Leonardo da Vinci was an esoteric 15th-century artist and thinker of Italy, whose mysterious paintings and theories are still indecipherable to modern scholars and scientists. His queer personality and unusual way of living also made him an exceptional and noteworthy personality of the early renaissance.
Let’s dive into the article to read some lesser-known facts and speculations about the famed medieval personality.
6 Smuggled Facts about Leonardo Da Vinci
1. The illegitimate child
Leonardo da Vinci was born to an unmarried woman named Caterina on 15th April 1452. Even though it may sound unfortunate, his birth became his blessing in disguise. Being born out of wedlock he was seen as an outcast by upper elite class Italians. He was not compelled to take formal medieval education. As a curious natured person, he chose to study whatever interested him from theatre arts to wave dynamics; he observed everything and proposed his theories on a variety of fields.
2. The homsexual lover
Leonardo mostly depicts men in his artworks exposed and muscular, and women covered up and typical. He was well known for having affairs with male escorts and even prosecuted for it.
As medieval Italy is more liberal and accepting, his homosexual personality never affected his career. There are even some assumptions that in his twenties, he was involved in sodomy and was commanded to be executed by the Duke, but Leonardo escaped and lived in secrecy.
3. Daunting smile of Mona lisa
The well sought-after painting of the renaissance artist is the Mona Lisa, Portrait of a mistress which looks normal and dull at first glance. But on the closer look, it looks like her piercing glance that follows us and the flickering smile which vanishes when we focus on her lips and appears back when he focuses on the whole portrait is puzzling many artists till today.
Leonardo mentioned this artwork represents “happiness” as the main theme, so deliberately worked on this masterpiece for several years studying human facial muscles and their movements around lips to accurately depict this alluring smile.
Some artists are also more interested in the scenery behind the women, theorizing which place in Italy is it and why it is depicted that way.
4. The stunning mural of last supper
Next to Mona Lisa, the next remarkable work of Leonardo is The last supper, a mural in the convent of Santa Maria Delle Grazie, a church in the city of Milan, Italy.
Leonardo described the mural as a depiction of the moment in the final gathering of Christ with his disciples when Jesus Christ announced that one of his apostles is going to betray him.
The mural was famous for varied expressions on the faces of the disciples and how Christ is symbolised as being isolated from them. There were numerous speculations about this masterpiece that Leonardo left hidden messages in this painting like Jesus had a wife called “Mary Magdalene ” who was disguising as one of his disciples in this painting.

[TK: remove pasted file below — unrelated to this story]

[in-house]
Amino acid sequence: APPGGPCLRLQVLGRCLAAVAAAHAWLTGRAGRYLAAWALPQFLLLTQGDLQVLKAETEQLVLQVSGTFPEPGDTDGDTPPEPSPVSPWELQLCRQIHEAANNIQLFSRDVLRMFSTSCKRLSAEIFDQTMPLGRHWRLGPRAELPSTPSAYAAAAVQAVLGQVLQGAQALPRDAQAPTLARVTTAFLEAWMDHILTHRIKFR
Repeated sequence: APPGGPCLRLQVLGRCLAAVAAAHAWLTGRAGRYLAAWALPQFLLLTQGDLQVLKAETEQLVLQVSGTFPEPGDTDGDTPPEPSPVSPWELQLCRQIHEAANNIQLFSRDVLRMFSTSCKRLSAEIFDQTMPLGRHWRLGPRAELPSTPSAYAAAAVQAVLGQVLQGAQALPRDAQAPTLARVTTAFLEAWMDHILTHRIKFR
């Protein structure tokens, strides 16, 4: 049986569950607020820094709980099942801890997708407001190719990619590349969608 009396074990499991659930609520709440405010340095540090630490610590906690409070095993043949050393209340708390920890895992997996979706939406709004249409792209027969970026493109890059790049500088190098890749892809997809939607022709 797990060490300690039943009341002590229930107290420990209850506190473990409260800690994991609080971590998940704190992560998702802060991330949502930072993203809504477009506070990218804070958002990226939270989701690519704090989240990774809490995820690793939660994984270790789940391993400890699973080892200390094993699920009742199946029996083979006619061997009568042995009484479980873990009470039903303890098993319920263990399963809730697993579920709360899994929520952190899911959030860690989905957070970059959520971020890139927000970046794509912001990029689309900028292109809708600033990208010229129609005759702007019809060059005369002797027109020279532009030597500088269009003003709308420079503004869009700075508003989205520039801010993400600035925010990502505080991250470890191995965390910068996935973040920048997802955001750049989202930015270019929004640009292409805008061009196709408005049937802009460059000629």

Some scholars even believe that Leonardo was one of the members of a secret society who knows this shocking truth about Jesus’s marriage, so he conveyed this secret message in this mural.
5. His collection of notes with encrypted handwriting
Leonardo’s notes and diagrams were very cryptic and confusing. His notes are collected and wound together randomly as three-volume scriptures called “codices”.
Most of his notes were written in mirror writing ie. The texts will be right to left direction and can be read-only in a mirror reflection. Some theories suggest that he thought his advanced findings should be indecipherable and not used for wrong purposes.
6. Advanced knowledge about upcoming technologies
The majority of notes and diagrams are about engineering models, human anatomy findings, wave dynamics, weapon models, etc. Those are very advanced technologies even for our times.
Some of his theoretical working models that are developed and used now are,
- flying machines (airplanes and helicopters)
- machine guns
- revolving bridge
- diving equipments
- Triple barrel cannon
- Anemometer (instrument measuring wind speed).
Though he had working theories of these instruments, there is no proof of him experimenting with them which is again raising speculations about his inventions being used secretly by secret societies to wage wars, so they are destroyed later for the greater good of humanity.
Even after 500 years after his lifetime, his contributions to both science and art are unparalleled by any other scholar. Living life differently, with his own rules and musings he continues to be an interesting personality of the past.